Wow wow thank you so so much thats incredibly helpful. Its shocking how different everyone’s advice is here in comparison to the vet. And no hard feelings towards the vet he’s a lovely guy seems like he knows what he’s doing but at the same time, he just doesn’t seem to have as much experience as he needs to have before rushing into feeding tubes and what not. That makes so much sense about the antibiotic potentially kick starting this illness. After he was administered the antibiotics for potential infections and a swelling in his leg, his appetite decreased. Since then the decrease in apetite just got worse and it was obvious he wasn’t well and going to perk up on his own. I’m going to the shop tomorrow to get better heat for him and will pick up a better thermostat while I’m at it, a digital one seems to be best. I’ve soaked him 3 times today already but can continue to do as you instructed this evening. Thank you so much again for your helpTom is 100% correct.
He has to have the proper temperatures to run his immune, digestive, cardiovascular, renal, and other systems. There is no point to give him food (or force it into him) without the proper temperatures to digest, metabolize, absorb, and utilize the nutrients.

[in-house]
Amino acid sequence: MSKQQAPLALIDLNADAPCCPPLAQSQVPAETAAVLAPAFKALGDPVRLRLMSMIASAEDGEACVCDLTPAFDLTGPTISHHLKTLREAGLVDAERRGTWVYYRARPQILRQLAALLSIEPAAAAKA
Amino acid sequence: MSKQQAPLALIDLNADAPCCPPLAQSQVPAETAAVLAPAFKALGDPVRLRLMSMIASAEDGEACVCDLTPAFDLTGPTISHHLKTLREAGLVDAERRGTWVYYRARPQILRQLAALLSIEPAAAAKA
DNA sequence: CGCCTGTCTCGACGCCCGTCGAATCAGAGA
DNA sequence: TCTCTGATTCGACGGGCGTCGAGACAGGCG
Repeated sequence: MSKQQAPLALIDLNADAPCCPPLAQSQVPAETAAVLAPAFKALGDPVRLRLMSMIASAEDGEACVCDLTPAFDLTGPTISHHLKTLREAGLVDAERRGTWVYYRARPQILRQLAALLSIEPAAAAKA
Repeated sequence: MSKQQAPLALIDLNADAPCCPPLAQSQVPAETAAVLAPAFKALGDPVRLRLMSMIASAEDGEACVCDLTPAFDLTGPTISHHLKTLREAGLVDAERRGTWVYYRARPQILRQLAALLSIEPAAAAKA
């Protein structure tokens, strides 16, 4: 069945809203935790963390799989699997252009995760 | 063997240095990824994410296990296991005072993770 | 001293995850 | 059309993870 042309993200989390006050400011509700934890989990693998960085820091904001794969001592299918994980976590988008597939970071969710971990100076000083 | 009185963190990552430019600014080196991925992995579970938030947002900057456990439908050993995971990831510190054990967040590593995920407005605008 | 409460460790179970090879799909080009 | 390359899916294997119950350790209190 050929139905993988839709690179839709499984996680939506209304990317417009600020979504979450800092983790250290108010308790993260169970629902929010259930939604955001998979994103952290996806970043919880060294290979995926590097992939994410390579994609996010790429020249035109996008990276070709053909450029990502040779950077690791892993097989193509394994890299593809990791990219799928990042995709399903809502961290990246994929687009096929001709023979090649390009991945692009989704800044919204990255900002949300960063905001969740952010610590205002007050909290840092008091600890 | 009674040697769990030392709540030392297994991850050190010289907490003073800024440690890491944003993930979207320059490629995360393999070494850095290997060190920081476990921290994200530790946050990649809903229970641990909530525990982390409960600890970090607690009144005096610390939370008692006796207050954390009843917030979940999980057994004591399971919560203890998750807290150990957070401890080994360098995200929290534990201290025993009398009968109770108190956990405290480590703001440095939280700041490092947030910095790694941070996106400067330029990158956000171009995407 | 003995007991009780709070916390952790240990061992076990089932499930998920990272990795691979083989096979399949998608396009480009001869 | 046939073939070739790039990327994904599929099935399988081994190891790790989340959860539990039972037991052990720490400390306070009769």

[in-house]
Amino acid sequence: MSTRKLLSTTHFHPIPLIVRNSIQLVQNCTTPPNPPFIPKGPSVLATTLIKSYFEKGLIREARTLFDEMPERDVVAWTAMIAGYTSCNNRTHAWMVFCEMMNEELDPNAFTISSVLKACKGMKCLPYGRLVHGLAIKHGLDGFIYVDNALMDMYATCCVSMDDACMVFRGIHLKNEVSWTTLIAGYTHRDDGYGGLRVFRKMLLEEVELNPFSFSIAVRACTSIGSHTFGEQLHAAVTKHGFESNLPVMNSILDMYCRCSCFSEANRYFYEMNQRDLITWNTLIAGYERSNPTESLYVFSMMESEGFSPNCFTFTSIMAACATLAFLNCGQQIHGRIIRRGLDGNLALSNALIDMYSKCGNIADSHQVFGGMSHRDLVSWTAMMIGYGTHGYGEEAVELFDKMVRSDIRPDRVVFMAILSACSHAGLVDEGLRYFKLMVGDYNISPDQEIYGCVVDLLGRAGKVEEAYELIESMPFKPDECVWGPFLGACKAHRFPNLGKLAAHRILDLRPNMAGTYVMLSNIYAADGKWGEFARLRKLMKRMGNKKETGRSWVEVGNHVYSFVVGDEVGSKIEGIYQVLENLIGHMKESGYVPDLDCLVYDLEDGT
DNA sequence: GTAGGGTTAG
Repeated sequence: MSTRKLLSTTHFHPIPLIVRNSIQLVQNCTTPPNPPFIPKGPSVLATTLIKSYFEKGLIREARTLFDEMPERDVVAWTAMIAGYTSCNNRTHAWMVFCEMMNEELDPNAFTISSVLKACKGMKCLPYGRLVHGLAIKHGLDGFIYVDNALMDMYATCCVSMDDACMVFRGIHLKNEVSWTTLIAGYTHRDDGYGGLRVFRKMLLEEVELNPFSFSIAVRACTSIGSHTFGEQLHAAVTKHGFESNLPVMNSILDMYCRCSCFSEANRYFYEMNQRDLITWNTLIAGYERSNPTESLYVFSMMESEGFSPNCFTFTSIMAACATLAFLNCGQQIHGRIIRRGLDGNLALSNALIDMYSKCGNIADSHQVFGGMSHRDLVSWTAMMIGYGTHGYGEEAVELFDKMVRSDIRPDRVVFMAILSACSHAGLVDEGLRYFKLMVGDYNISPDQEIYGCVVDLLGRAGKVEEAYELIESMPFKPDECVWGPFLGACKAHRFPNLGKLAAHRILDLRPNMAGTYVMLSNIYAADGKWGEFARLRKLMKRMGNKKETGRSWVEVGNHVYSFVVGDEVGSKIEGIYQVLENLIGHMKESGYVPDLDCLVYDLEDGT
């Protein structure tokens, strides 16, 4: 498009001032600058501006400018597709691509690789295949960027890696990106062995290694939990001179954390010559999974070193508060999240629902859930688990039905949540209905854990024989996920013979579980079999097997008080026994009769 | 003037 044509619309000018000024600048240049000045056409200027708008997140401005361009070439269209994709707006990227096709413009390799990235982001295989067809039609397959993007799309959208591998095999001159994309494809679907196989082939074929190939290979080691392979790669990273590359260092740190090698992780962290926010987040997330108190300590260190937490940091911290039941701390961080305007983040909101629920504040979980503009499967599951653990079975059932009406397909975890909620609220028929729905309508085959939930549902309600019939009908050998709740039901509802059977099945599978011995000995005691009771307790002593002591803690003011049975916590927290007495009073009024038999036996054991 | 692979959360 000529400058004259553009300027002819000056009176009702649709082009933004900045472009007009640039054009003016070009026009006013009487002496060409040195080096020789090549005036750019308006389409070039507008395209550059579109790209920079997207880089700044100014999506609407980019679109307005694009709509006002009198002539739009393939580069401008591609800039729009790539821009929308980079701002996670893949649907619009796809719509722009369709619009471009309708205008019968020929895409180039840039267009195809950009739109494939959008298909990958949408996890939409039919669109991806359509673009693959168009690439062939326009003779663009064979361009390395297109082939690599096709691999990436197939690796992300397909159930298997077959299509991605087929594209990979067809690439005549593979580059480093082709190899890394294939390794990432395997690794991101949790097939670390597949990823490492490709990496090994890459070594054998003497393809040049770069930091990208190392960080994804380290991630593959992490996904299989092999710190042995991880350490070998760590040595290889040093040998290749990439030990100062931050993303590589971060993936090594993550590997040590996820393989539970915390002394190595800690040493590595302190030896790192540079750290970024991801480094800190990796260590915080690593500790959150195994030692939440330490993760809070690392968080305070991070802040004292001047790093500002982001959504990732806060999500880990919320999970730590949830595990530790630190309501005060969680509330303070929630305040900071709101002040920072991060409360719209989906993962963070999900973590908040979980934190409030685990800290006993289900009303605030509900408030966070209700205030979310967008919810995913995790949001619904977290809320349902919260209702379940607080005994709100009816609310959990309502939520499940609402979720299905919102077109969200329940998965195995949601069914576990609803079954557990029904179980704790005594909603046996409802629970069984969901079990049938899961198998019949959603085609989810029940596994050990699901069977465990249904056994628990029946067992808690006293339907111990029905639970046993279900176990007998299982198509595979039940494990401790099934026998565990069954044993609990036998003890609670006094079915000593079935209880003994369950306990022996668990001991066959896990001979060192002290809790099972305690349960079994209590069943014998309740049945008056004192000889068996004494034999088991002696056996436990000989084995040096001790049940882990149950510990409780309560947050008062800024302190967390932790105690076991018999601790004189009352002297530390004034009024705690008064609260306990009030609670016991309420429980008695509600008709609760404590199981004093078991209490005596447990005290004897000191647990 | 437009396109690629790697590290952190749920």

In fact, putting food into a long-term sub-optimal stomach in most cases results in quick death. The body is overloaded with stuff it cannot process. It is possible that the antibiotic treatment given, combined with poor hydration and incorrect temperatures is what has damaged his internal organs to their current degree.
Very quickly tonight: get a large plastic storage container and a reliable thermometer.
Place him in the container on a thick layer of newspaper and hang a heat lamp over him so that the temperature is correct. He must not be too hot or too cold - it can take some time to get things set well. A very large container will let you create a bit of a temperature gradient. Don't worry if he tries to get out...he's just trying to get to where he was used to being.
Soak him in warm water for 20 minutes every three hours. After 24 hours of hydration therapy under correct temperatures, take dandelion greens, puree them in a blender, and add some to the soak water so that some electrolytes and nutrition can be absorbed through the vent. Continue to offer foods and water, but continue the soak therapy every 4 hours.
In the meantime, begin to gather supplies to create a proper habitat.